Funnel Recommends: Go Slowly / Last Flowers / Up On The Ladder

Album Of The Week – Heads Up / Warpaint


You know how Led Zeppelin are always attributed as the kind of band where each player is the best in their field of the time? Then there’s the original lineup of Pixies holding the corner for indie rock. Even the Red Hot Chili Peppers in their chart-topping prime have the four pillars that are unparalleled in talent. Warpaint (funnily enough, initially hyped for their association with the Chili Peppers) have come to represent that untouchable instrumental prowess, with maybe the best rhythm section going, compromised of Jenny Lee Lindberg and Stella Mozgawa. Heads Up is the album that they teased previously with their last two albums – and an excellent EP and collection of singles – but had detours down different routes that sometimes made for a more subdued version of what they intended. Finally, oh so finally, Heads Up is the dancey psych-rock statement that doesn’t lose its groove halfway through or disappears into sleepy R’n’B. Sure, there’s R’n’B, but it’s uptempo, buoyant and holds your attention – ‘The Stall’ is the upgrade to ‘Hi’ and ‘Biggy’ from their self titled album. In fact, most of it is a retooled, upgraded, funk-injected version of what Warpaint offered. Because Warpaint have always been a dance band, they just had to make the album to prove it.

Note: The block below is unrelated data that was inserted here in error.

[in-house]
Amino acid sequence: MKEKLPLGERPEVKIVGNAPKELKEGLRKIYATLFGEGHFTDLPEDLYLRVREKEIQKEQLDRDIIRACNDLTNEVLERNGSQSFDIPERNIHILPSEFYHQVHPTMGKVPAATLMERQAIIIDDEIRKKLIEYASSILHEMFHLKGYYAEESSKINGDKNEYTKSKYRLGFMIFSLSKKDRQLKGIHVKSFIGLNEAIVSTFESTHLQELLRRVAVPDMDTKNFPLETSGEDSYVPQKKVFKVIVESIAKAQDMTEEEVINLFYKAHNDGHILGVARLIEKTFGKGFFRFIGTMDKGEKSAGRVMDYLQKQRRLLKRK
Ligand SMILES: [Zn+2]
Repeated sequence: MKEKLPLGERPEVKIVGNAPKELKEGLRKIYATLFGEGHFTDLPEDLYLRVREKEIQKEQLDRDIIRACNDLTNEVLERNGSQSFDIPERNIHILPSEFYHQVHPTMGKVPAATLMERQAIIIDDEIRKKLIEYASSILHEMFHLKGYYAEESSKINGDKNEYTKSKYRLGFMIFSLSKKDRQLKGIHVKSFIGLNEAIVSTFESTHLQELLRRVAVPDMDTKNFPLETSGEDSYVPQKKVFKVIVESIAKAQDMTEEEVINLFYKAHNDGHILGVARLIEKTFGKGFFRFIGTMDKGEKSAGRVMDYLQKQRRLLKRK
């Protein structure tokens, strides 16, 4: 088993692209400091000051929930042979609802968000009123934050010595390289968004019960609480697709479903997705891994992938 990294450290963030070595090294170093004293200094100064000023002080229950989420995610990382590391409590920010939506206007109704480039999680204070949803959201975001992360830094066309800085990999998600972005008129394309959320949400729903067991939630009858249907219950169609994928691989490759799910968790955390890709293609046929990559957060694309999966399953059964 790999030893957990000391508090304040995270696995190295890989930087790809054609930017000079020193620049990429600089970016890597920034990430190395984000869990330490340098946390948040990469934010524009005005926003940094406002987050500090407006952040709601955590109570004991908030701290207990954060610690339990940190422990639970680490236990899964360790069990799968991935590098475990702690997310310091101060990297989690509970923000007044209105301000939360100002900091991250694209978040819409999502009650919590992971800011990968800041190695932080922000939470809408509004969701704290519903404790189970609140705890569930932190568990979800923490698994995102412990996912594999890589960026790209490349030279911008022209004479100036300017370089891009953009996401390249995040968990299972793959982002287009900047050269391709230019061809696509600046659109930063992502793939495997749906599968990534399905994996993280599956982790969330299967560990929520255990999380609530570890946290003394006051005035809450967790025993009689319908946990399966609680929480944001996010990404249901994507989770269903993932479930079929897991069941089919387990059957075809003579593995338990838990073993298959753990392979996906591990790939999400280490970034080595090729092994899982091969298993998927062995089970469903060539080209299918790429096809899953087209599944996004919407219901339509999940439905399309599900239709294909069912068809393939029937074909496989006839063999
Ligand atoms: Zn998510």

The best Warpaint songs force you to latch onto an instrument for the length of the song and zone everything out, then move onto the next instrument, and the next, until you get the entire picture. Though in recent years the number of lengthy songs that they’ve written has thinned out, aside from the excellent ‘No Way Out’, Warpaint do slightly return to that longer tracklength on a couple of songs here, such as ‘So Good’ and the title track, with both stretching to five or six minutes. ‘So Good’ is an instant highlight, driven right out the gate by Mozgawa setting the tempo and some production wizardry by Jacob Bercovici, who sets the drums front and centre, making ‘So Good’ into the danciest track they’ve had since ‘Disco//Very’. The lyrics are about an on/off partner who the protagonist is almost dependant on, and contrasts ‘I’m going out my mind’ with the denial of the next line, ‘I’m handling it’. But the other side, the one who has the power, never seems to connect the way that Theresa Wayman, co-vocalist with Emily Kokal, conveys it. The guitars are way more subtle once again, providing a centrepiece in the gaps and bridges between verses and choruses. But it’s easy to latch onto the needling twin guitars that twirl around the drums and bass, you can zone out to the bass (provided by Theresa Wayman on a rare occasion), or if you’re like me, those crisp drums.